Monday, September 27, 2010;
Obama: ...And so, I'll just give you one example which may seem a little far afield, but I think connects directly. I said very early on, as a senator, and continued to believe as a presidential candidate and now as president, that we can absorb a terrorist attack. We'll do everything we can to prevent it, but even a 9/11, even the biggest attack ever, that ever took place on our soil, we absorbed it and we are stronger. This is a strong, powerful country that we live in, and our people are incredibly resilient. A potential game-changer would be a nuclear weapon in the hands of terrorists, blowing up a major American city. Or a weapon of mass destruction in a major American city. And so when I go down the list of things I have to worry about all the time, that is at the top, because that's one area where you can't afford any mistakes. And so right away, coming in, we said, how are we going to start ramping up and putting that at the center of a lot of our national security discussion? Making sure that that occurrence, even if remote, never happens.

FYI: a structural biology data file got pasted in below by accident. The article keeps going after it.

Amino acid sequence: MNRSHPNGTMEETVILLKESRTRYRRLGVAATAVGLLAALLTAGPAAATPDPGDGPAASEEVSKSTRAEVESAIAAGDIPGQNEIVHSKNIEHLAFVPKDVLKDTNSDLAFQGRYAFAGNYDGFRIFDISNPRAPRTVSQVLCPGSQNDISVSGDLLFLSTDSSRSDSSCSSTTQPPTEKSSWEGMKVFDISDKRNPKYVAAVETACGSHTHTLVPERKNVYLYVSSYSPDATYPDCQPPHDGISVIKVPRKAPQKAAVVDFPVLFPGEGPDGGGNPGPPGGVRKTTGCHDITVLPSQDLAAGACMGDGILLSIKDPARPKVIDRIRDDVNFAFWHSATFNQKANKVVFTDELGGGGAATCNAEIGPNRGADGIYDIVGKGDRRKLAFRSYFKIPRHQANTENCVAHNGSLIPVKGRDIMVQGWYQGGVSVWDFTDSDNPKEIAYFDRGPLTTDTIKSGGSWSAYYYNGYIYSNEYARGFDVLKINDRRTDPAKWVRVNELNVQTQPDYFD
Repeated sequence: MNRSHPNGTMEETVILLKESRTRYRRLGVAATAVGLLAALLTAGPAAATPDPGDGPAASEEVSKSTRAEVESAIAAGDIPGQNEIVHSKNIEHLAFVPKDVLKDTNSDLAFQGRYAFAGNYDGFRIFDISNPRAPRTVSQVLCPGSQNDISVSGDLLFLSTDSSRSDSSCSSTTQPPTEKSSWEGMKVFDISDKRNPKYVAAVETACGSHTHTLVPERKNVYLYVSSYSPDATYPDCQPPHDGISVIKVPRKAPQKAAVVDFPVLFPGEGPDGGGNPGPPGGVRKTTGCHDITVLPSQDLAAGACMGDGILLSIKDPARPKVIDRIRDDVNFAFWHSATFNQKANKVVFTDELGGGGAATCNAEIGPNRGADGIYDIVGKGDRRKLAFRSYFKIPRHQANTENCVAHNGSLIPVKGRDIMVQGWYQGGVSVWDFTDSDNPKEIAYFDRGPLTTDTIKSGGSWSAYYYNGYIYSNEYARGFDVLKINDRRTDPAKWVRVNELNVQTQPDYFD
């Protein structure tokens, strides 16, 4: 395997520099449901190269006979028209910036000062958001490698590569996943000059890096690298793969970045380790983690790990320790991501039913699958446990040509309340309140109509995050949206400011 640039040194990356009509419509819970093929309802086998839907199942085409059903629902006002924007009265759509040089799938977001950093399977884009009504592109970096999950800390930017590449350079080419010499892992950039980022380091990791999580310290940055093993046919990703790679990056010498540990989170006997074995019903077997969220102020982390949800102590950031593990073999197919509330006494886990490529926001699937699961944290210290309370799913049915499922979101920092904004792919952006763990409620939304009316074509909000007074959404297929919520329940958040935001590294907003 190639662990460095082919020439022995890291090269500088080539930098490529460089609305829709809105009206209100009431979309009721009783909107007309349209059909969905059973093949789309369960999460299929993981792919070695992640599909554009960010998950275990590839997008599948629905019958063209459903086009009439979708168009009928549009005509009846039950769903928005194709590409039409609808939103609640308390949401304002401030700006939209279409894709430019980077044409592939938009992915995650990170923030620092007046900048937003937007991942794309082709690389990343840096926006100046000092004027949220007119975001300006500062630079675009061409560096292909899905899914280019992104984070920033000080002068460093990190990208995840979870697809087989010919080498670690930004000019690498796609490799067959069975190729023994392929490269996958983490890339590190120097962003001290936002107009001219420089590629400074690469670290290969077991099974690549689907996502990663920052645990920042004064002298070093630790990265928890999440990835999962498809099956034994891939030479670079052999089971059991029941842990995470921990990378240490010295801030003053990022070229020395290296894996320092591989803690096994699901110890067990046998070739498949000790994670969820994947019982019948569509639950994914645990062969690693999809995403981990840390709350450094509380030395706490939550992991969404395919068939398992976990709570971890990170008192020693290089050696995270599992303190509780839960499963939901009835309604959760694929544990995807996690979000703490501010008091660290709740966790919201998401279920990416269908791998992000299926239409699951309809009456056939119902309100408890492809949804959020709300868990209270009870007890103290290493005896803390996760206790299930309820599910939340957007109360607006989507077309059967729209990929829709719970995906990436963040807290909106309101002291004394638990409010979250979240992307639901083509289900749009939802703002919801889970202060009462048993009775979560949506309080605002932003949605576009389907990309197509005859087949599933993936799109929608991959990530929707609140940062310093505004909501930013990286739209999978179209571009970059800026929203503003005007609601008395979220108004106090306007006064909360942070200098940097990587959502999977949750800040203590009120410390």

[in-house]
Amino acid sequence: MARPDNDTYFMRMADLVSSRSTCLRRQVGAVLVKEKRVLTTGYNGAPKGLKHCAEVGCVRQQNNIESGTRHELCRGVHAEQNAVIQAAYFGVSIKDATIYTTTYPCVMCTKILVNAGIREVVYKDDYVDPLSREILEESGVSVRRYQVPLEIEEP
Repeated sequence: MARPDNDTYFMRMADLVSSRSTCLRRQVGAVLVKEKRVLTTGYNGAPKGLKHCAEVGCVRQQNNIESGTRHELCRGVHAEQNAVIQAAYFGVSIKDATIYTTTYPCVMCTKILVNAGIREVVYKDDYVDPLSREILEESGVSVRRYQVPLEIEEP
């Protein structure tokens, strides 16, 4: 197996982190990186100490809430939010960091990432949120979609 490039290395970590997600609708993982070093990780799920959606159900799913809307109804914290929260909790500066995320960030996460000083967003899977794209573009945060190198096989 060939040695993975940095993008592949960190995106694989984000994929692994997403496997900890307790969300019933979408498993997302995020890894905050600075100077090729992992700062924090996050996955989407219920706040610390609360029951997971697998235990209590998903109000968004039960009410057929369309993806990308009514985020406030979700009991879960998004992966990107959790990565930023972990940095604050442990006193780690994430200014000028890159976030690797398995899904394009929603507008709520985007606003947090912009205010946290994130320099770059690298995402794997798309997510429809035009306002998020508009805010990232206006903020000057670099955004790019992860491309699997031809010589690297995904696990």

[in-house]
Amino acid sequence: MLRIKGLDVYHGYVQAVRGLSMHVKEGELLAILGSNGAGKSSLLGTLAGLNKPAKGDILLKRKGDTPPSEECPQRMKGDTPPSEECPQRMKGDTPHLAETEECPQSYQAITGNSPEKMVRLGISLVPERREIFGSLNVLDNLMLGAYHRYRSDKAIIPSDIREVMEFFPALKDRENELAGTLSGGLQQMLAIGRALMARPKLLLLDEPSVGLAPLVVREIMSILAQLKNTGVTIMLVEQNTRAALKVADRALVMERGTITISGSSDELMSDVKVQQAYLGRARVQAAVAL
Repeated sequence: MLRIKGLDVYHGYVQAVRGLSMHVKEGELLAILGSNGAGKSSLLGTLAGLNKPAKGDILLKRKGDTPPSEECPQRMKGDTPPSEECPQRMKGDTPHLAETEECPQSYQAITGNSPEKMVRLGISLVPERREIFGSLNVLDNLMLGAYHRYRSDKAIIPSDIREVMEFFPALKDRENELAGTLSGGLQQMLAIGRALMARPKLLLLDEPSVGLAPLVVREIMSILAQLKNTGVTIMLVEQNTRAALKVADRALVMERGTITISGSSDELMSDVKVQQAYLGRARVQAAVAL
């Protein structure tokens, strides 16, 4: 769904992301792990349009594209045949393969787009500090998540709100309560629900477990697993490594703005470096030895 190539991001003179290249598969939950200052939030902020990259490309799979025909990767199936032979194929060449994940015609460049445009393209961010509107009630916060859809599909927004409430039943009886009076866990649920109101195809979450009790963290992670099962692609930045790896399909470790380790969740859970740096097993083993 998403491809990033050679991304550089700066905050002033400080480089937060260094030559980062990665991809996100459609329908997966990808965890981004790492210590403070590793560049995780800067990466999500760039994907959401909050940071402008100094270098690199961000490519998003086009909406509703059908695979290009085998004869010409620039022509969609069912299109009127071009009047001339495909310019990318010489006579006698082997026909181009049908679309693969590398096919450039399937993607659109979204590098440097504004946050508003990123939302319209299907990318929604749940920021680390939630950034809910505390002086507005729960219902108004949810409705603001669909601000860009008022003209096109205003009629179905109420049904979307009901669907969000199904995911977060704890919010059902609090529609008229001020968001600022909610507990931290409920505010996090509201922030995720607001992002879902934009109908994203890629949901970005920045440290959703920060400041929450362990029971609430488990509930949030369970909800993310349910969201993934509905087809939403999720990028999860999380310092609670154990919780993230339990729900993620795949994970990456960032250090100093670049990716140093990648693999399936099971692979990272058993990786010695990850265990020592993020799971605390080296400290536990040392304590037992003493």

Audio: Obama on length of the war
Q: The famous 2002 speech, "U.S. occupation of undetermined length, at undetermined cost, with undetermined consequences." If you think about that, undetermined time, undetermined cost, undetermined consequences, isn't this kind of the nature of all war.
Obama: [Laughs.] Well, the ... You are absolutely right that ...
Q: I ask that because you're wrestling with that...
Obama: To quote a famous American, "War is hell." And once the dogs of war are unleashed, you don't know where it's going to lead. When I entered into office, we had two wars taking place. So once you're in, what you're trying to do is to impose clarity on the chaos.
Obama: What you've seen is a metastasizing of al Qaeda, where a range of loosely affiliated groups now have the capacity and the ambition to recruit and train for attacks that may not be on the scale of a 9/11, but obviously can still be extraordinarily...
Q: One man, one bomb.
Obama: One man, one bomb, in Times Square, on a subway... Which could still have, obviously, an extraordinarily traumatizing effect on the homeland. And that makes our job tougher. It means that the information we need to go against those networks is more granular. It has to be more specific. And all those are significant challenges.